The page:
Pumpkinhead was not a big hit in theaters, but it never really had the chance to be. The film was held off for release for a couple of years and changed hands numerous times. Its theatrical bow was short-lived and mostly an afterthought. So, it wasn’t until it hit video that people really began to notice it. When they did, of course, they saw what an incredibly well-crafted monster movie Pumpkinhead turned out to be.
Considering the box office and the fact that it was a video hit to begin with, it was all but guaranteed that any potential sequels to Pumpkinhead would not be given a theatrical release. It took until 1994 for said sequel to see release in the form of Pumpkinhead II: Blood Wings. The picture was directed by Jeff Burr. Having just come off of directing Stepfather II, Leatherface: The Texas Chainsaw Massacre III and Puppet Master 4 and 5, Burr clearly had experience with follow up efforts.
Obviously, the breakout star of the original was the monster itself, created and designed by Stan Winston and his protégés Tom Woodruff and Alec Gillis. Winston also directed the original movie, so there were massive shoes to fill for whatever FX company followed in their wake. Luckily, Burr managed to bring in up-and-coming KNB, who had already made a name for themselves working on Evil Dead 2, Army of Darkness, Jason Goes to Hell and more.
They designed a good monster, certainly a worthy successor, but the film as a whole had even less resources to work with than Winston had on the original. Pumpkinhead II is a smaller movie, but it attempts to tell a larger story. And I think that’s where it ultimately doesn’t live up to the first.
But that’s not to say that I don’t enjoy it. I think there’s a lot to like about this sequel. I’ve actually always enjoyed Jeff Burr as a director and I think it’s definitely a film within his wheelhouse and is set to his particular style. Pumpkinhead II is a solid monster movie, much in the way that I enjoy Rawhead Rex less as a Clive Barker adaptation and more as being the simple creature feature that it really is. But as a genuine sequel to Pumpkinhead, as something carrying on a name and expanding a franchise, I do think Pumpkinhead II falls short.
Most good sequels expand on the ideas presented in the original in new and interesting ways. Aliens did this incredibly well, as did Hellbound: Hellraiser II. Even Friday the 13th Part 2 enhanced the overall mythology by expanding the backstory and introducing Jason as a major character. Pumpkinhead II doesn’t really expand on anything as much as it contradicts it.
The original film crafted an interesting myth that was explained really well. The demon Pumpkinhead is a personification of vengeance and rage and can be called to take revenge on an individual or group in the name of the person who summoned it. That person will be linked to the demon until the tie is severed either by Pumpkinhead completing its task or by the death of the summoner.
It’s a relatively simple concept that could be applied in almost endless ways, to virtually any kind of revenge scenario. But the sequel doesn’t follow any of those rules presented in the original. Instead, an old witch is the caretaker of the spirit of a boy who was killed by a bunch of local men back when they were teenagers (in the fifties). She initially summons them to go after the main cast of teens who burn down her house, but Pumpkinhead—aka a reincarnated boy named Tommy—is much more interested in taking down the people who originally killed him.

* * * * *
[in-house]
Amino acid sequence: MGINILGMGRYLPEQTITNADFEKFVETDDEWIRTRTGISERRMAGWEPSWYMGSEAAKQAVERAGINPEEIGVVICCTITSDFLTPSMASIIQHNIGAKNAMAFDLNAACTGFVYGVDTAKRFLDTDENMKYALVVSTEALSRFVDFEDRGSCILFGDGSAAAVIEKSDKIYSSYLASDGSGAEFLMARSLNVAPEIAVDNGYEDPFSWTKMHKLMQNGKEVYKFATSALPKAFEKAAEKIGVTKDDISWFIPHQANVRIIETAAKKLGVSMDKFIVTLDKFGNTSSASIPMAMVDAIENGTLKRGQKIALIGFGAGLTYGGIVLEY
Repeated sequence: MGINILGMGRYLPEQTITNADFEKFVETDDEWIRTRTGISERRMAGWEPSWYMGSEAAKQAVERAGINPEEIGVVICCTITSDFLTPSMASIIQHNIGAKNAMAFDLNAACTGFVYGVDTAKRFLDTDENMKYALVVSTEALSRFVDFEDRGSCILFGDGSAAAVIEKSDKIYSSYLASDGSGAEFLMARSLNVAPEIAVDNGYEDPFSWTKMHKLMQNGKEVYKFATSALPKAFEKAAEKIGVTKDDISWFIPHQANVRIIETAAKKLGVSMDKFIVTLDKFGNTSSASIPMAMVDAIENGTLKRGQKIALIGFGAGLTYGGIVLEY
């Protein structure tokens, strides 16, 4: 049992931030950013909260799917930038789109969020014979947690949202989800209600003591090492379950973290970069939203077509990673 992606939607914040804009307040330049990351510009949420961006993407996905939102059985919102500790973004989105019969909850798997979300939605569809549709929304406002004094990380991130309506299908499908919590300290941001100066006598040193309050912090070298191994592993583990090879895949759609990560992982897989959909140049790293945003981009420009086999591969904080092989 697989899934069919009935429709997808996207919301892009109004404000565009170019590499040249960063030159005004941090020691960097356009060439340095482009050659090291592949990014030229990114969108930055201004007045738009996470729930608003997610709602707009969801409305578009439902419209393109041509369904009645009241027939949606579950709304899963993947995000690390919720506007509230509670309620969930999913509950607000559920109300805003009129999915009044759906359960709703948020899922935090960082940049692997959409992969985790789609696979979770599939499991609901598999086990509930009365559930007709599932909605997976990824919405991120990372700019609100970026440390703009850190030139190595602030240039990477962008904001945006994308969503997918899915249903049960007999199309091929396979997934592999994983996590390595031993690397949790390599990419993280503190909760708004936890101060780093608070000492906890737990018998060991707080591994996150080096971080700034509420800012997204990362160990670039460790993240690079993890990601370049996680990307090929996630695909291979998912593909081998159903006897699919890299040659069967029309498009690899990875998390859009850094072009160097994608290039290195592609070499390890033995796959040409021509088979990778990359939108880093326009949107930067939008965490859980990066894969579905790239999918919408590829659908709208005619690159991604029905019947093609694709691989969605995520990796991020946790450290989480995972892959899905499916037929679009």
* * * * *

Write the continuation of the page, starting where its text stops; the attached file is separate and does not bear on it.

There are two completely separate revenge plots here, one of which doesn’t even come into play until the third act, despite being set up first. It’s as hard to watch as a revenge flick as it is a follow-up to the first movie. But when Pumpkinhead actually gets down to doing what Pumpkinhead does, there is fun to be had.
The only real connection with the original mythology is that this deformed boy, Tommy, was apparently the offspring of a mortal woman and the original Pumpkinhead demon, hence the initial working title Son of Pumpkinhead. This is a completely different story than the first, but to be fair, there’s a reason for that. It’s a reason that actually plagues many sequels: The script did not start out as a sequel. It was a spec script rewritten as a Pumpkinhead film. Attempts to weave in the Pumpkinhead mythology are often unsuccessful because the backstory didn’t really gel with the story that the script was telling. It fails as a sequel to the original, for the most part. And in a larger story sense, it certainly doesn’t add up.
But there are a few details in which it actually does work as a follow-up. My favorite instance is one of the smallest Easter Eggs in the movie. Pumpkinhead is actually based on a poem by Ed Justin and while that poem is recited in the original, we only really hear the first part of it before we start to focus on some other action happening in the scene. The second feature brings us back into reciting the second half of the poem, as if we only took a brief intermission. Plus, the original cast veteran character actor Lance Henrkisen in the lead and the second does the same with veteran character actor Andrew Robinson. That’s sort of where the similarities end.
Still, even if Blood Wings doesn’t live up as a successful follow up to Pumpkinhead, it’s a fun and quirky monster-on-the-loose movie and that’s probably all it needs to be at the end of the day. The effects are amazing, given the budget and time the creative team had to work with. And it’s loaded with all-star horror cameos including R.A. Mihailoff, Linnea Quigley and Kane Hodder. What’s not to love?